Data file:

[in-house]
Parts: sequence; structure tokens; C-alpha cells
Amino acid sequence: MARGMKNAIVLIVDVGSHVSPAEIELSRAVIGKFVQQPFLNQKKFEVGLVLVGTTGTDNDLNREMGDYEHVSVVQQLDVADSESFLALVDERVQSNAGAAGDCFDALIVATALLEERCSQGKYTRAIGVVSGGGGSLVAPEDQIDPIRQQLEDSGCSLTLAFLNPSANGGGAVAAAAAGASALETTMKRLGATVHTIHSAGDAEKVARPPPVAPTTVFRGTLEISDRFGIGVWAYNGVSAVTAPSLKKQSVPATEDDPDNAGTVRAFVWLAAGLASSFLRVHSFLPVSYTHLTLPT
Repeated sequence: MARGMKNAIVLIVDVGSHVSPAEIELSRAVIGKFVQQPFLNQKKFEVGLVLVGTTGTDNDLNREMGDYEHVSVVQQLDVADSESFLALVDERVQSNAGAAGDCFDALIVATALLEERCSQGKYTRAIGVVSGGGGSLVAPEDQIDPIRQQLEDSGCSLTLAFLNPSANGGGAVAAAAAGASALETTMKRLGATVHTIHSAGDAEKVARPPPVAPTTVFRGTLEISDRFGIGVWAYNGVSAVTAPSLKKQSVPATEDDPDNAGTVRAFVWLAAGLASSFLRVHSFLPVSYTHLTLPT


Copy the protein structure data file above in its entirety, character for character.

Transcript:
[in-house]
Parts: sequence; structure tokens; C-alpha cells
Amino acid sequence: MARGMKNAIVLIVDVGSHVSPAEIELSRAVIGKFVQQPFLNQKKFEVGLVLVGTTGTDNDLNREMGDYEHVSVVQQLDVADSESFLALVDERVQSNAGAAGDCFDALIVATALLEERCSQGKYTRAIGVVSGGGGSLVAPEDQIDPIRQQLEDSGCSLTLAFLNPSANGGGAVAAAAAGASALETTMKRLGATVHTIHSAGDAEKVARPPPVAPTTVFRGTLEISDRFGIGVWAYNGVSAVTAPSLKKQSVPATEDDPDNAGTVRAFVWLAAGLASSFLRVHSFLPVSYTHLTLPT
Repeated sequence: MARGMKNAIVLIVDVGSHVSPAEIELSRAVIGKFVQQPFLNQKKFEVGLVLVGTTGTDNDLNREMGDYEHVSVVQQLDVADSESFLALVDERVQSNAGAAGDCFDALIVATALLEERCSQGKYTRAIGVVSGGGGSLVAPEDQIDPIRQQLEDSGCSLTLAFLNPSANGGGAVAAAAAGASALETTMKRLGATVHTIHSAGDAEKVARPPPVAPTTVFRGTLEISDRFGIGVWAYNGVSAVTAPSLKKQSVPATEDDPDNAGTVRAFVWLAAGLASSFLRVHSFLPVSYTHLTLPT